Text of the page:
We are not referring to dollars, but rather to one billion new users. Internet.org is supposed to be a non-profit and yes-philanthropic organization. With it, not a single person on our planet should be left without an adequate Internet access. How to achieve such a noble thing?
Look for both Facebook balloons and drones, which are supposed to deliver the Internet even to the most remote parts of our world. This really sounds great. We were ready to say our hats off to charming Mark Zuckerberg. We were, but there was a catch, which ruined the whole party.
It turns out that Internet.org translates as Facebook.com, or in simple words, you will get a free internet access to open a Facebook account. Just when we began to question this social network’s altruistic motive, we got an uninvited and painful answer. Nothing is for free. Obviously.
Under the crumbling avalanche of numerous critics, Facebook has announced that Internet.org will be transformed into an open network with no favorites or privileged services as it is supposed to be, in the first place. So, what is happening with Google internet balloons?
One day, when we look back we will be extremely grateful to Oculus Rift, which has revolutionized the existing VR concept. The potential application fields are multiplying at an unprecedented rate with each passing day. However, the gaming arena will remain to be one of the top priorities for the VR.
The latest thing in this field is called Neuro Gaming. You do not have to be a rocket scientist nor a gaming guru to know what is Neuro Gaming all about, do you? With the very power of our thoughts we will be able to play video games. Does this sound like a SF movie, you are eager to participate in?
While we are examining this intriguing new VR concept, there are quite a few conferences about the Neuro Gaming as we speak. They are gaining more and more attention, including the substantial fundings essential for the future development. What can we expect in the near future?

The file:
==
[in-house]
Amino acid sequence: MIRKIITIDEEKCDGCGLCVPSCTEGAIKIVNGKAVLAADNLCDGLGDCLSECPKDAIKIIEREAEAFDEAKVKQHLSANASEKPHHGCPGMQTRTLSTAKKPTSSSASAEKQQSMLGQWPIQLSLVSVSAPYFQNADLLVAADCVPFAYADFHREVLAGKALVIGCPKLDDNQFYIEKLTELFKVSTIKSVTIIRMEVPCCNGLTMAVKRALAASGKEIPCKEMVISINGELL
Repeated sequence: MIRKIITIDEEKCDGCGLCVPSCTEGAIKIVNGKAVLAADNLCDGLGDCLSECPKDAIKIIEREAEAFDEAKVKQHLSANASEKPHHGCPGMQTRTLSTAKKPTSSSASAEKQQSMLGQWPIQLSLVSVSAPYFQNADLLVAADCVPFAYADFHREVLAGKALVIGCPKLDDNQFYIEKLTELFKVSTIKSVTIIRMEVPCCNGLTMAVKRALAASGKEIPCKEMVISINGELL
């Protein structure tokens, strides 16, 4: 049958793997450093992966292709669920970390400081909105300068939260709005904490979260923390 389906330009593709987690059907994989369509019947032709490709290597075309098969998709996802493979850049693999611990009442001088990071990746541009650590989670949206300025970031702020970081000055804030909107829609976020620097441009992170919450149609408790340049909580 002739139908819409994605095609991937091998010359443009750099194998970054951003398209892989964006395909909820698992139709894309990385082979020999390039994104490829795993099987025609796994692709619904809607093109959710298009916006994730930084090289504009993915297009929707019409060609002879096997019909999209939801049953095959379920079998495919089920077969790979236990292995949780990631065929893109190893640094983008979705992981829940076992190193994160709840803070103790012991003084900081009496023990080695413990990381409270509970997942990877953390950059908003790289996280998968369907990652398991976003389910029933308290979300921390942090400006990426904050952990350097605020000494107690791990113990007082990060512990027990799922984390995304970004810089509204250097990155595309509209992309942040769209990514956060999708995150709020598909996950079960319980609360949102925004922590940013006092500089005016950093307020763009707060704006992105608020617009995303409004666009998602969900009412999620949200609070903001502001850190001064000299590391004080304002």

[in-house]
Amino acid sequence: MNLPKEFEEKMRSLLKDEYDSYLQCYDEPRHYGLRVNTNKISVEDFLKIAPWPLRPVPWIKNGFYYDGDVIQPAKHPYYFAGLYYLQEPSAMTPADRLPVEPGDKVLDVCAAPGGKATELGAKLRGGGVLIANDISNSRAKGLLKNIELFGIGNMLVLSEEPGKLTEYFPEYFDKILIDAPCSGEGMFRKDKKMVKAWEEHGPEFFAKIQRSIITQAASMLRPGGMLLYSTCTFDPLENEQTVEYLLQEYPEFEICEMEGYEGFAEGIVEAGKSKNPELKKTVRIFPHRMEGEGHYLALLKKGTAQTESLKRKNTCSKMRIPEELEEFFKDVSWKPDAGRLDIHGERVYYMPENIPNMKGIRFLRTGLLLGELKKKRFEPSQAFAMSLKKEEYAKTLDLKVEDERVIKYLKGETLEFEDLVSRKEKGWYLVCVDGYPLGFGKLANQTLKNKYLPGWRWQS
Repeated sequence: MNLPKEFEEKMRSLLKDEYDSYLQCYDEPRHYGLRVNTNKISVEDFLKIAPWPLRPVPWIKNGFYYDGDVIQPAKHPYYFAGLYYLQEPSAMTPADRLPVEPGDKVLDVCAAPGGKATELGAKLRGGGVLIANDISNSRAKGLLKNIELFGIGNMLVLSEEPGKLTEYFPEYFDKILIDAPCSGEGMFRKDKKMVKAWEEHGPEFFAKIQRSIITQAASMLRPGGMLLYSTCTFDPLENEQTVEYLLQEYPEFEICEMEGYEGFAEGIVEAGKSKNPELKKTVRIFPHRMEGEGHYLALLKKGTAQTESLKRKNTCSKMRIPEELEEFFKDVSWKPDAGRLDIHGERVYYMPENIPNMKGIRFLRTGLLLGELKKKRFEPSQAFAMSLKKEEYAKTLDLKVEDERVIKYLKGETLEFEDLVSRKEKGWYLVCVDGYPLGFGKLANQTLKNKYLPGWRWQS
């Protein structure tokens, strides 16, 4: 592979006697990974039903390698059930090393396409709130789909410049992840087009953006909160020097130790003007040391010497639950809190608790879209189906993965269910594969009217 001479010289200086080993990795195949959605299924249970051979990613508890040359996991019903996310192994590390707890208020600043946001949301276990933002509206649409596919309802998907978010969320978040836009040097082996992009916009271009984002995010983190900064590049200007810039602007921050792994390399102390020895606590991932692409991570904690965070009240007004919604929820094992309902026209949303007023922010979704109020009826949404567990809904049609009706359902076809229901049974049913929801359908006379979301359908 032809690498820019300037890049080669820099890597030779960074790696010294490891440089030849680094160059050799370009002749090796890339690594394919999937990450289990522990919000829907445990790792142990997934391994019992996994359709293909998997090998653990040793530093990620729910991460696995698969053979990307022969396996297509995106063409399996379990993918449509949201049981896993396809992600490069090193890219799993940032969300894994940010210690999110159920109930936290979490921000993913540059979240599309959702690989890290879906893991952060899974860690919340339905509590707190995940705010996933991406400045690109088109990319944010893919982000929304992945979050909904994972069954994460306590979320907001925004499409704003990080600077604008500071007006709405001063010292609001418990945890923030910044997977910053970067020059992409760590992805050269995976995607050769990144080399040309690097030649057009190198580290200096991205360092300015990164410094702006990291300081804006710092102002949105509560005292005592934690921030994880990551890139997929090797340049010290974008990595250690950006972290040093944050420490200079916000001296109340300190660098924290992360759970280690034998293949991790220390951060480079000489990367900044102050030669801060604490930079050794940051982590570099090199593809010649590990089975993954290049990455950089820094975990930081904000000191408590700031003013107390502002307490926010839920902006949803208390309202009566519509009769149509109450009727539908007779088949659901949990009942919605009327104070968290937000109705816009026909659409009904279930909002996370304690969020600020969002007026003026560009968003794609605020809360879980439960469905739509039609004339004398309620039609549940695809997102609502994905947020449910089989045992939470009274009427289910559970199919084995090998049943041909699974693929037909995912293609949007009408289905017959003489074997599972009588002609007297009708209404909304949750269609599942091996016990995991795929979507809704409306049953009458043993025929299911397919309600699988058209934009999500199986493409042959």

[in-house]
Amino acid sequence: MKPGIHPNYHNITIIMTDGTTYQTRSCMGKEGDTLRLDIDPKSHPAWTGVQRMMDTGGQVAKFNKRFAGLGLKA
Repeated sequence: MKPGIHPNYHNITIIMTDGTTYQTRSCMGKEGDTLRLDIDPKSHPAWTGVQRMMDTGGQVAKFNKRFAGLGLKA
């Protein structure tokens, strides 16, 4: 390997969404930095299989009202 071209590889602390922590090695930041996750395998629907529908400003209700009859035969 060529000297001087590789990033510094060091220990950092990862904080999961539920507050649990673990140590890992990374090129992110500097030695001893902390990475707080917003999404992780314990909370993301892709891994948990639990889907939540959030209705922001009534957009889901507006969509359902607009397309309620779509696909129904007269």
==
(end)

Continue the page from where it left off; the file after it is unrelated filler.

Our gaming fingers are going to retire, that is for sure. On the other side, we hope that our gaming passion is not going to be used against us. Someone can easily change the game options in order to read or even control our thoughts. But, that is another SF movie, we are not going to watch right now.
Is there such a thing as a free and open Internet? Well, it has to be. Otherwise, we are in serious trouble. For what is worth, Mark Zuckerberg has decided to comply with some of the serious complaints against the exclusive and closed character of internet.org, which is not what is supposed to be.
The catch with the internet.org was to introduce the World Wide Web to the most remote areas on our planet. Especially in South America, Africa and Asia. So, what went wrong with this philanthropy oriented concept? Well, Facebook got lost in its own translation somewhere on the way.
How? We have realized that something is deeply wrong as soon as the disturbing report start arriving about the newbie online users, who said that Facebook and Internet are the same thing. In other words, the internet.org gave them a chance to use only Facebook and its associated services.
In order to avoid the inevitable change of name from the internet.org into facebook.org Mark Zuckerberg has promised us that these areas will get more freedom to choose. The Internet is supposed to be a synonym for freedom. Right? There is a good reason for it.
You know how it goes, when it comes to the airborne Internet, don’t you? Facebook plans to access the most remote areas with drones, while Google for the time being relies heavily on balloons. It is too early to judge, because both of these Internet projects are still in an experimental phase. Yet, Google has an advantage.
According to the latest rumors, Google balloons loons can stay above our heads for more than 100 days. In addition, Google has included some software, which influences their movements. Therefore, your idea of thousands of balloons, which fly around randomly, just could not be more wrong.
As we speak, these balloons can be only seen over New Zealand. As soon as they get the green light, they will be sent to cover the inaccessible areas in South America and Asia, as well. What is this Internet going to be like? Are we supposed to use it only for Google services? This is happening with the so-called FaceNet.
There is no such a thing as a free lunch. Is there such a thing as the free Internet? Do we need to trade our privacy in order to get it? We sure hope that Google has some kind of a fair deal in this story. Otherwise, these balloons will be used only for the cyber-fools. Someone will cry, someone will look upon the sky. With a hope.